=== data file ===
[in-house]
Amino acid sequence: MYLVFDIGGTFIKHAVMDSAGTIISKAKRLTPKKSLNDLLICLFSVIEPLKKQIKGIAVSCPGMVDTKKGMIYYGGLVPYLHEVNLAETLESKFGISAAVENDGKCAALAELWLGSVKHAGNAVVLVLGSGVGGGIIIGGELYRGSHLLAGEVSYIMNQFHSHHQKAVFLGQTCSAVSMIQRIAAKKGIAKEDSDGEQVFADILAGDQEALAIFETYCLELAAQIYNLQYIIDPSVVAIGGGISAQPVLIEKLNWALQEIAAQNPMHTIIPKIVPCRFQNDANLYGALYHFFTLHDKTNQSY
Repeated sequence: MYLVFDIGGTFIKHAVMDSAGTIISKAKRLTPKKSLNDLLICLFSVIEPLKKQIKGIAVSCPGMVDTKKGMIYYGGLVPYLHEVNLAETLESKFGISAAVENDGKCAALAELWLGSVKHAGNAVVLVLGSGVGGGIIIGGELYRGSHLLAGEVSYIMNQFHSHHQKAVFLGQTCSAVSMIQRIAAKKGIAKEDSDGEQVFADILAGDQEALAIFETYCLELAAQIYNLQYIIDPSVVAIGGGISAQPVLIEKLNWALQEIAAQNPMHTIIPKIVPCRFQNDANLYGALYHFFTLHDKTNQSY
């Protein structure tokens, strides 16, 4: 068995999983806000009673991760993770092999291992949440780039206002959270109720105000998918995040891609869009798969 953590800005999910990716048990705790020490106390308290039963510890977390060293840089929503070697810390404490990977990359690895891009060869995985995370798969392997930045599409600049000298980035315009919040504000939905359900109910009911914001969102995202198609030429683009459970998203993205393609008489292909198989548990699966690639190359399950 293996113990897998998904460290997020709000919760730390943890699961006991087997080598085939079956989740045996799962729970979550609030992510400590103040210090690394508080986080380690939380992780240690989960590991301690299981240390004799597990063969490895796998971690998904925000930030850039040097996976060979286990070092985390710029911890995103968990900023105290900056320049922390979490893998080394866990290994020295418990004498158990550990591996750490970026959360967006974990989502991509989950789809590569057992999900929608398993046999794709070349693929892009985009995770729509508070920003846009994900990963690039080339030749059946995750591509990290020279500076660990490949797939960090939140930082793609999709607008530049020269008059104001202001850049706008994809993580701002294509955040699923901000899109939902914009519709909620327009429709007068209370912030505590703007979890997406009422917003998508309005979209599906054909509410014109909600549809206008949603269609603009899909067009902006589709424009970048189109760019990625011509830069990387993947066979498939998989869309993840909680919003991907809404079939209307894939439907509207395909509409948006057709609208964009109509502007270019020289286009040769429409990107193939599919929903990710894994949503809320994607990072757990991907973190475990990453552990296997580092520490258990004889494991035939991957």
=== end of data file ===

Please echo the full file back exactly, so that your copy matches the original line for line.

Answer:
[in-house]
Amino acid sequence: MYLVFDIGGTFIKHAVMDSAGTIISKAKRLTPKKSLNDLLICLFSVIEPLKKQIKGIAVSCPGMVDTKKGMIYYGGLVPYLHEVNLAETLESKFGISAAVENDGKCAALAELWLGSVKHAGNAVVLVLGSGVGGGIIIGGELYRGSHLLAGEVSYIMNQFHSHHQKAVFLGQTCSAVSMIQRIAAKKGIAKEDSDGEQVFADILAGDQEALAIFETYCLELAAQIYNLQYIIDPSVVAIGGGISAQPVLIEKLNWALQEIAAQNPMHTIIPKIVPCRFQNDANLYGALYHFFTLHDKTNQSY
Repeated sequence: MYLVFDIGGTFIKHAVMDSAGTIISKAKRLTPKKSLNDLLICLFSVIEPLKKQIKGIAVSCPGMVDTKKGMIYYGGLVPYLHEVNLAETLESKFGISAAVENDGKCAALAELWLGSVKHAGNAVVLVLGSGVGGGIIIGGELYRGSHLLAGEVSYIMNQFHSHHQKAVFLGQTCSAVSMIQRIAAKKGIAKEDSDGEQVFADILAGDQEALAIFETYCLELAAQIYNLQYIIDPSVVAIGGGISAQPVLIEKLNWALQEIAAQNPMHTIIPKIVPCRFQNDANLYGALYHFFTLHDKTNQSY
């Protein structure tokens, strides 16, 4: 068995999983806000009673991760993770092999291992949440780039206002959270109720105000998918995040891609869009798969 953590800005999910990716048990705790020490106390308290039963510890977390060293840089929503070697810390404490990977990359690895891009060869995985995370798969392997930045599409600049000298980035315009919040504000939905359900109910009911914001969102995202198609030429683009459970998203993205393609008489292909198989548990699966690639190359399950 293996113990897998998904460290997020709000919760730390943890699961006991087997080598085939079956989740045996799962729970979550609030992510400590103040210090690394508080986080380690939380992780240690989960590991301690299981240390004799597990063969490895796998971690998904925000930030850039040097996976060979286990070092985390710029911890995103968990900023105290900056320049922390979490893998080394866990290994020295418990004498158990550990591996750490970026959360967006974990989502991509989950789809590569057992999900929608398993046999794709070349693929892009985009995770729509508070920003846009994900990963690039080339030749059946995750591509990290020279500076660990490949797939960090939140930082793609999709607008530049020269008059104001202001850049706008994809993580701002294509955040699923901000899109939902914009519709909620327009429709007068209370912030505590703007979890997406009422917003998508309005979209599906054909509410014109909600549809206008949603269609603009899909067009902006589709424009970048189109760019990625011509830069990387993947066979498939998989869309993840909680919003991907809404079939209307894939439907509207395909509409948006057709609208964009109509502007270019020289286009040769429409990107193939599919929903990710894994949503809320994607990072757990991907973190475990990453552990296997580092520490258990004889494991035939991957």